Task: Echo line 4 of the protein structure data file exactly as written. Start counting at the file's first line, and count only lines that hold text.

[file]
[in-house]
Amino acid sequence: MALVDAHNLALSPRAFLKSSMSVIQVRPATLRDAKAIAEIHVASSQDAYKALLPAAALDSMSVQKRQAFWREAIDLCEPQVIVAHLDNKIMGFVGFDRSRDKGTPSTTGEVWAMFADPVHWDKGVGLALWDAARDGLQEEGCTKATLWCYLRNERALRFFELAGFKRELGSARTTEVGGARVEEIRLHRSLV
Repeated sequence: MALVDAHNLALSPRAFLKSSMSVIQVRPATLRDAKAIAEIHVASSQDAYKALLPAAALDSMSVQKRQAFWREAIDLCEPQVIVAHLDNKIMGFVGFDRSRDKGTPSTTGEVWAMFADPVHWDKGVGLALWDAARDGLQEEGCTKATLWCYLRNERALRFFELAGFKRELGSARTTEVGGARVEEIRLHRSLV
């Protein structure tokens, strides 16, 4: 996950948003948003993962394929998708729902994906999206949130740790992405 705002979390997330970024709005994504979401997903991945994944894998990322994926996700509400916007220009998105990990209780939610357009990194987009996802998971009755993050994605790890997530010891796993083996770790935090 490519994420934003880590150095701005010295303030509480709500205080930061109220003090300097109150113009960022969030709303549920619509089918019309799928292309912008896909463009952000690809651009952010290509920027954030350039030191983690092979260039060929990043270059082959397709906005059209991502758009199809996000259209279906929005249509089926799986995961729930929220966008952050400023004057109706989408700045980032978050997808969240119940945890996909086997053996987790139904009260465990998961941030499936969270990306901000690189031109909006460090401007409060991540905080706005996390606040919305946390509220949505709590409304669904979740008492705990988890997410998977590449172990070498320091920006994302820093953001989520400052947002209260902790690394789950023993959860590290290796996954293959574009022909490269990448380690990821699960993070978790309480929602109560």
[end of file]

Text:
């Protein structure tokens, strides 16, 4: 996950948003948003993962394929998708729902994906999206949130740790992405 705002979390997330970024709005994504979401997903991945994944894998990322994926996700509400916007220009998105990990209780939610357009990194987009996802998971009755993050994605790890997530010891796993083996770790935090 490519994420934003880590150095701005010295303030509480709500205080930061109220003090300097109150113009960022969030709303549920619509089918019309799928292309912008896909463009952000690809651009952010290509920027954030350039030191983690092979260039060929990043270059082959397709906005059209991502758009199809996000259209279906929005249509089926799986995961729930929220966008952050400023004057109706989408700045980032978050997808969240119940945890996909086997053996987790139904009260465990998961941030499936969270990306901000690189031109909006460090401007409060991540905080706005996390606040919305946390509220949505709590409304669904979740008492705990988890997410998977590449172990070498320091920006994302820093953001989520400052947002209260902790690394789950023993959860590290290796996954293959574009022909490269990448380690990821699960993070978790309480929602109560």